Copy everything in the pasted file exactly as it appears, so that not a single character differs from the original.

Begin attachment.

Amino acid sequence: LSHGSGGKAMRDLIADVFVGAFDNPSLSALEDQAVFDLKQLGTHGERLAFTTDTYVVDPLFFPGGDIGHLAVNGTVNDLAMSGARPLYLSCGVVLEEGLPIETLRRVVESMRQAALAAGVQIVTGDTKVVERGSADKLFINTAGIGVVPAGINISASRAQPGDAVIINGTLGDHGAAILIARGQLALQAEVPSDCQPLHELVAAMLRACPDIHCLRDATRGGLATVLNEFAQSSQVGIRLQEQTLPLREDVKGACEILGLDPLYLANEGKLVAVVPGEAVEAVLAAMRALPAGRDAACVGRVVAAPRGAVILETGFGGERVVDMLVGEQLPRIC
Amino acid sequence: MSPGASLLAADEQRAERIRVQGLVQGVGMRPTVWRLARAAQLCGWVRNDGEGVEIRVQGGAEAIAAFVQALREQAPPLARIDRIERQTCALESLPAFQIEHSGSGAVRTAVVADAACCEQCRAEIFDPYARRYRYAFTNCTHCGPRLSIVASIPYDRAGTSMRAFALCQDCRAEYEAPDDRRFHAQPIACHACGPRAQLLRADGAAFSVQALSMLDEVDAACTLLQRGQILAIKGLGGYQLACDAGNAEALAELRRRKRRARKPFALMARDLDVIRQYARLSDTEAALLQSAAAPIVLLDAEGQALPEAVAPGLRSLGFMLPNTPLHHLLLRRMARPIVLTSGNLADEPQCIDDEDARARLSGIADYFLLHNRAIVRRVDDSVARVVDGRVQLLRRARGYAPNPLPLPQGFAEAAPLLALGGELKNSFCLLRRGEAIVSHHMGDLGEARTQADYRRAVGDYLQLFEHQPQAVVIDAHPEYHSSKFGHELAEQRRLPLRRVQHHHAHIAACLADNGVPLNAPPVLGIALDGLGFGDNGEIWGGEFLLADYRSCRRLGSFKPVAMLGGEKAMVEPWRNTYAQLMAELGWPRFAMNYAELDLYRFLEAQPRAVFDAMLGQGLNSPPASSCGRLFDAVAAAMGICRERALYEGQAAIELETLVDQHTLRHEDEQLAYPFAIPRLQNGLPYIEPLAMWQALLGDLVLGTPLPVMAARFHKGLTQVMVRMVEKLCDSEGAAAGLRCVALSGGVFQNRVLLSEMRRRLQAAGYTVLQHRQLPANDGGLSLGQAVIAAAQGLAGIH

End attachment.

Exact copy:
Amino acid sequence: LSHGSGGKAMRDLIADVFVGAFDNPSLSALEDQAVFDLKQLGTHGERLAFTTDTYVVDPLFFPGGDIGHLAVNGTVNDLAMSGARPLYLSCGVVLEEGLPIETLRRVVESMRQAALAAGVQIVTGDTKVVERGSADKLFINTAGIGVVPAGINISASRAQPGDAVIINGTLGDHGAAILIARGQLALQAEVPSDCQPLHELVAAMLRACPDIHCLRDATRGGLATVLNEFAQSSQVGIRLQEQTLPLREDVKGACEILGLDPLYLANEGKLVAVVPGEAVEAVLAAMRALPAGRDAACVGRVVAAPRGAVILETGFGGERVVDMLVGEQLPRIC
Amino acid sequence: MSPGASLLAADEQRAERIRVQGLVQGVGMRPTVWRLARAAQLCGWVRNDGEGVEIRVQGGAEAIAAFVQALREQAPPLARIDRIERQTCALESLPAFQIEHSGSGAVRTAVVADAACCEQCRAEIFDPYARRYRYAFTNCTHCGPRLSIVASIPYDRAGTSMRAFALCQDCRAEYEAPDDRRFHAQPIACHACGPRAQLLRADGAAFSVQALSMLDEVDAACTLLQRGQILAIKGLGGYQLACDAGNAEALAELRRRKRRARKPFALMARDLDVIRQYARLSDTEAALLQSAAAPIVLLDAEGQALPEAVAPGLRSLGFMLPNTPLHHLLLRRMARPIVLTSGNLADEPQCIDDEDARARLSGIADYFLLHNRAIVRRVDDSVARVVDGRVQLLRRARGYAPNPLPLPQGFAEAAPLLALGGELKNSFCLLRRGEAIVSHHMGDLGEARTQADYRRAVGDYLQLFEHQPQAVVIDAHPEYHSSKFGHELAEQRRLPLRRVQHHHAHIAACLADNGVPLNAPPVLGIALDGLGFGDNGEIWGGEFLLADYRSCRRLGSFKPVAMLGGEKAMVEPWRNTYAQLMAELGWPRFAMNYAELDLYRFLEAQPRAVFDAMLGQGLNSPPASSCGRLFDAVAAAMGICRERALYEGQAAIELETLVDQHTLRHEDEQLAYPFAIPRLQNGLPYIEPLAMWQALLGDLVLGTPLPVMAARFHKGLTQVMVRMVEKLCDSEGAAAGLRCVALSGGVFQNRVLLSEMRRRLQAAGYTVLQHRQLPANDGGLSLGQAVIAAAQGLAGIH